Way before the boards, the theypps, DP’s immortal English classes, and the principal’s office, there was something. Something deep, touching. A story. It’s a story about a li’l lad, about his past, about everything that he holds dear. It’s about his school, the home away from home, his abode, with his buddies. It’s about those mindless chitchats in class, those funny lines, those happy moments, that striking curiosity in many faces, secrets among friends. It’s about staying back, playing hard, doing stuff, and finding happiness in all the little things around you. It’s about how the best of pals became the fiercest of rivals, backstabbing, and in course of time, regaining and rebuilding old ties. It’s about passion, adventure, panache, and everything in between. It’s about how we all, who started the journey together, have come to end it in the same place, only thirteen years after. It’s about meeting newbies, and assuring their place in the pack. It’s about identity, about the wackiest and funniest of nicknames, it’s about fun, pure fun. It’s about boys, with some girls in between. It’s about time, knowledge, it’s about experiences. It’s about life. Yes, it’s about Loyola.
Chapter 1 : The Giant Leap
When you are young and katchcha, you are not the one deciding anything for you. For that you have a lot of people around you. Lower Kindergarten was over just like that. With a lot of new friends, and many new teachers around, I was satisfied with my life.
Then, one fine day, my dad breaks it to me. I’m going to Loyola school. I was first confused, and still confused, come on, I was barely five for god sake! So I did whatever my mom n dad told me. Did the interview in style, and I was in, with fifty other privileged souls. From what my mom told me, and as I barely remember, I had said attitude stuff in my interview, completing with Rishi Kapoor for favourite actor, “Rangoli” and Advertisements for the most watched things in television. Yeah, I was into Hindi films and stuff already. My aunts were, and we used to see “Shanti” on DD, when Mandira Bedi was just a village girl, rather than the stupid fucking cricket mockery bitch you see today. I was taught Malayalam first, then English and I grasped Hindi from television. Yeah, that good old 14″ Optonica B&W TV. It was my favourite electronic thingy in the house. Maybe that’s the reason why I still survive in here. Come on, many of our guys don’t even read bus boards. I’ve heard they’ve installed new Route number system for illiterate people in buses all over the state. At least now they won’t get on the wrong bus!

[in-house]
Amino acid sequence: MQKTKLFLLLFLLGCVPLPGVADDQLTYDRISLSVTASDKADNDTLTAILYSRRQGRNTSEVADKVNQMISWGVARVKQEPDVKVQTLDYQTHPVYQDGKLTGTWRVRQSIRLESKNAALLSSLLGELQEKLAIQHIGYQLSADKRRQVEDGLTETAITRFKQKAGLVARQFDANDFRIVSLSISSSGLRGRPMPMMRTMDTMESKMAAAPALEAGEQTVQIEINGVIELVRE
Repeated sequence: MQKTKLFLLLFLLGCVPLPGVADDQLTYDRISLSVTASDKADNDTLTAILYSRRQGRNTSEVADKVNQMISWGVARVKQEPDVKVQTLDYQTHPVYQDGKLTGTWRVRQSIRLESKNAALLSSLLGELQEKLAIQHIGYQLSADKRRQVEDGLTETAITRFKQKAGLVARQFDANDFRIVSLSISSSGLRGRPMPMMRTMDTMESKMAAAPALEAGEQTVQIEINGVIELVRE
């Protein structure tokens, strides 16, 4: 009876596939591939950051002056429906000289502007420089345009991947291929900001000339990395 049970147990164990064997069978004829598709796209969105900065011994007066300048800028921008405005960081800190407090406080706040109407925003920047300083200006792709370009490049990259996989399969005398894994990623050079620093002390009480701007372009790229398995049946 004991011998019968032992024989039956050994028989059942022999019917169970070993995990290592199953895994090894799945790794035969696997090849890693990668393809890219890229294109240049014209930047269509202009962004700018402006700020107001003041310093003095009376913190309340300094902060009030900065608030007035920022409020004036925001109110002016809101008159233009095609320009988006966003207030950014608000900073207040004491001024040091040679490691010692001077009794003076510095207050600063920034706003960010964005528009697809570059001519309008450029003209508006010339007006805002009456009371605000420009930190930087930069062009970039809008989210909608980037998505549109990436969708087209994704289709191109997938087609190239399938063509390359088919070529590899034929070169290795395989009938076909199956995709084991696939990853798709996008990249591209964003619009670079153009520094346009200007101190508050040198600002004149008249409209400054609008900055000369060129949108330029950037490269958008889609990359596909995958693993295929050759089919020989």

And so a week before Loyola school reopens for my first year, I get sick and land in bed. I was weak, less immune at that time, topped with dust allergy. It was fun when dust was around. It was my biggest foe. It took me three weeks to get on my feet again. That time my mom finished her job in Kozhikode and my dad was in CET as a lecturer, in Mechanical discipline. Both of them took their time away from work to teach me my first UKG lessons. I started studying.
It was test, I think the first terminal Exam, with the time table going Exam-class-exam-class…, when I was ready to start my schooling. I just sat in my first class. Ann ma’am was telling basic things about wishing the teacher, writing on a four line book and many other things. Maybe she was repeating for me, as I was new. But then I still found many confused souls, and almost all were twice as big as me. But then I felt I was in the groove. There was Karadi* and AR*, my old pals. Karadi was in my class, but AR was in the other division. The two classes weren’t far away from each other either. There were four in each bench, and I think I was in the second bench on the right.